Talullah, Louisiana. 1899.
Calogero, his uncles, and cousins are six Sicilian men living in the small town of Tallulah, Louisiana. They work hard, growing vegetables and selling them at their stand and in their grocery store.
To 14-year-old Calogero, newly arrived from Sicily, Tallulah is a lush world full of contradictions, hidden rules, and tension between the Negro and white communities. He’s startled and thrilled by the danger of a ’gator hunt in the midnight bayou, and by his powerful feelings for Patricia, a sharpwitted, sweet-natured Negro girl. Some people welcome the Sicilians. Most do not. Calogero’s family is caught in the middle: the whites don’t see them as equal, but befriending Negroes is dangerous. Every day brings Calogero and his family closer to a a terrifying, violent confrontation.
From the Hardcover edition.
Share your thoughts on the Alligator Bayou Childrens Fiction eBook with others!
|Title of eBook: Alligator Bayou|
|Release Date: 05-11-2010|
|Allowed Countries (hover)|
|Publisher: Random House, Inc.|
This eBook download is available in the following formats:
|Parent title||Alligator Bayou|
|Devices||Samsung Tablet, Apple Ipad & Iphone, Barnes & Noble Nook, Kobo eReader, Aluratek Libre, Iliad, Nokia, Blackberry, Hanlin|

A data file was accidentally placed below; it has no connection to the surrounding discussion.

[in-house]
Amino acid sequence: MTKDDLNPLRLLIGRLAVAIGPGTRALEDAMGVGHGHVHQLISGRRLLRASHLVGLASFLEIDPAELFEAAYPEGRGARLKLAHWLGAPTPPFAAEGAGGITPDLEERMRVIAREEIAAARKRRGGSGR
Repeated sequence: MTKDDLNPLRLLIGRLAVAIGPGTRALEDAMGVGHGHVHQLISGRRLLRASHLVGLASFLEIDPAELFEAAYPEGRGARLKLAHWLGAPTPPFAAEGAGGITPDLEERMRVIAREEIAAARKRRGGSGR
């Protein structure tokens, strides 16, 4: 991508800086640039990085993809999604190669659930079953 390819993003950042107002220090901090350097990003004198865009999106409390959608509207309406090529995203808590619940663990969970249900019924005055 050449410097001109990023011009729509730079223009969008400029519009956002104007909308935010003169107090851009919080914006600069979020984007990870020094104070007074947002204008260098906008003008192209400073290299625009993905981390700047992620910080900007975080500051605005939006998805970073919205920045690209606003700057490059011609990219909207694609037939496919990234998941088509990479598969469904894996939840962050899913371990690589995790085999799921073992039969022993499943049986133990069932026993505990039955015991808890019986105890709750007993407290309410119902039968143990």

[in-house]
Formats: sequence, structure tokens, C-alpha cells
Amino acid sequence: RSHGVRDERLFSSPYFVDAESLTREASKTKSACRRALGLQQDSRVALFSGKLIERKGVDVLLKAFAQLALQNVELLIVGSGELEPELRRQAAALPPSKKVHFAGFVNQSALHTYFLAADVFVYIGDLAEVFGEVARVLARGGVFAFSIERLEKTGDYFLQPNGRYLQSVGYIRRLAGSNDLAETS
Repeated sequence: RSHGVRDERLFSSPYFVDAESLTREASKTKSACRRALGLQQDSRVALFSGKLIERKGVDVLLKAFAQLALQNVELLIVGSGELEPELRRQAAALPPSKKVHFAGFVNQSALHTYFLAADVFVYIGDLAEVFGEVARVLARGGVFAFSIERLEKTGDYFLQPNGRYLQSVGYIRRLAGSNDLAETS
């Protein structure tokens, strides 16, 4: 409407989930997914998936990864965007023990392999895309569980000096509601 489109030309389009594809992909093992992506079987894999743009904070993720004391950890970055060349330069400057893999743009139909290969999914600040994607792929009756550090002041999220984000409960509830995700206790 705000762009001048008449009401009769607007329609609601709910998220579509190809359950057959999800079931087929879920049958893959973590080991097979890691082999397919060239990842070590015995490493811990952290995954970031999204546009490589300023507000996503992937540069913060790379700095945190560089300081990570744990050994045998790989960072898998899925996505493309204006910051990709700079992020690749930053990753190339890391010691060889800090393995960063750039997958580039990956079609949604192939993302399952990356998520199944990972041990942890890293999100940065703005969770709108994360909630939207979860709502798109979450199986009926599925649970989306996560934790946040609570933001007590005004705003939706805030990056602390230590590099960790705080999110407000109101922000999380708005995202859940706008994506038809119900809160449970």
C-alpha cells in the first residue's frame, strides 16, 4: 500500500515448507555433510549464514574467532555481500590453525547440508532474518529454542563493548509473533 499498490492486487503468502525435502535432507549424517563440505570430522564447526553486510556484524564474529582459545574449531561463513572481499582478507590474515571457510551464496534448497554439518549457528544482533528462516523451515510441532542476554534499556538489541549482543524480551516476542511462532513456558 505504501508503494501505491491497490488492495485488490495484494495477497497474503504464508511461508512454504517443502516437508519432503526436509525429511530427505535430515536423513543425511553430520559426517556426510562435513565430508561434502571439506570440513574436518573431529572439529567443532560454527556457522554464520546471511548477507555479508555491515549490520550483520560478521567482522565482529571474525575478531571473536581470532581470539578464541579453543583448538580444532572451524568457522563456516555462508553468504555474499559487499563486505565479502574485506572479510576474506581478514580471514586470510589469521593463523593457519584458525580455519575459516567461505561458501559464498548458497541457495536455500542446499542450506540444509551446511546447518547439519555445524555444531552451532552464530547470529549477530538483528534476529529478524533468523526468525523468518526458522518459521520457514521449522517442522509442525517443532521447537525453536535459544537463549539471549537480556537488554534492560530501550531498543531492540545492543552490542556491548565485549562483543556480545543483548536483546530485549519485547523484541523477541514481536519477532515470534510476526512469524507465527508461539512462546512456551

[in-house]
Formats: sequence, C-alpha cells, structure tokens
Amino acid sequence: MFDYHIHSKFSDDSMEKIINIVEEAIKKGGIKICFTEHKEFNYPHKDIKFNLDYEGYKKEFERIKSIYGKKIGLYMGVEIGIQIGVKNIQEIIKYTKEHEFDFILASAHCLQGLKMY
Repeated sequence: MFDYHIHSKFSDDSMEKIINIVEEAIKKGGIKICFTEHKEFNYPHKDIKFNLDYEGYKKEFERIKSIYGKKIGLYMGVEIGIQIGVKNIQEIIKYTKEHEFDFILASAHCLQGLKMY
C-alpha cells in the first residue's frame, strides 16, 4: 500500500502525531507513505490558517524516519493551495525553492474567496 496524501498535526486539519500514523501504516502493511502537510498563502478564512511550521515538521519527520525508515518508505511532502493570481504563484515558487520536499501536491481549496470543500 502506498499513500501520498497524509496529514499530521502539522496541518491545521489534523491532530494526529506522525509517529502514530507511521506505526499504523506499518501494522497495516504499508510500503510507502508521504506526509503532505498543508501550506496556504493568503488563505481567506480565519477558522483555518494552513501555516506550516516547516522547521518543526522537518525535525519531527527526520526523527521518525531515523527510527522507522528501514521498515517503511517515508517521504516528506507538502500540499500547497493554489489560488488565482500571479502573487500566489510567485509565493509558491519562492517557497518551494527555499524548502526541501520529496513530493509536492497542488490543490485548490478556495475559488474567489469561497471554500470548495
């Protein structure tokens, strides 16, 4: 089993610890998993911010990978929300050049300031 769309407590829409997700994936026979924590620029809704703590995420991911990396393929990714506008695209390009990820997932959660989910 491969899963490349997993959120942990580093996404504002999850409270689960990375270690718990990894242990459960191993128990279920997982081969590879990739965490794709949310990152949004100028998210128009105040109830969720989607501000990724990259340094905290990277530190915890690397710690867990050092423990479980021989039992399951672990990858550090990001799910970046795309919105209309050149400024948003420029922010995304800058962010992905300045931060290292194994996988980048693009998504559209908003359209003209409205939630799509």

|Note||ePub, short for electronic publication is one of our favorites and should be yours for a couple of reasons. ePub offers reflowable text giving you flexibility to manipulate how the content is presented. Moreover, lots of cool features are now being developed for the reader like advanced video and audio. ePub is now an industry standard, so all of the "non-propreitary" hardware manufacturers are now supporting it.|
That's how I used to feel back in Sicily when I'd walk in the caves near Cefalu. I was nothing, till the bats sensed me and came flapping out in a leathery clutter--thwhoosh--then my arms would wake and wave all crazy as they passed by and away into thesea breeze.
But this flat meadow couldn't be more different from those hillside caves; this sleepy Louisiana town couldn't be more different from busy Cefalu; and I feel like a whole new person. I was a scaredy-cat boy when they pushed me onto the ship last autumn to come here. But now I work like a man. And I'm important at work, because I can speak English with the customers.
Still, some of the old me remains. Right now I'm jittery at being out late without permission from my uncles. It was my cousin Cirone's idea. It's always his idea. We all go to bed early every night except Saturday, but he's got energy to spare. He begsme to sneak out.
The grass is high here behind the lettuce field, but soft. It crushes underfoot, silent.
I follow close behind Cirone. He knows lots about this place. He's been in America longer than me. He came with his big brother, Rosario, when he was only four. He's thirteen; I'm fourteen; I edge in front of him now.
The slaughterhouse sits on the outskirts of town, at the edge of the woods. The place is lit up and we can smell the rot and hear the men inside singing as they work. Cirone heads that way.
"Shhh," Cirone says, even though we weren't talking. "They hear Sicilian and they'll chase us off....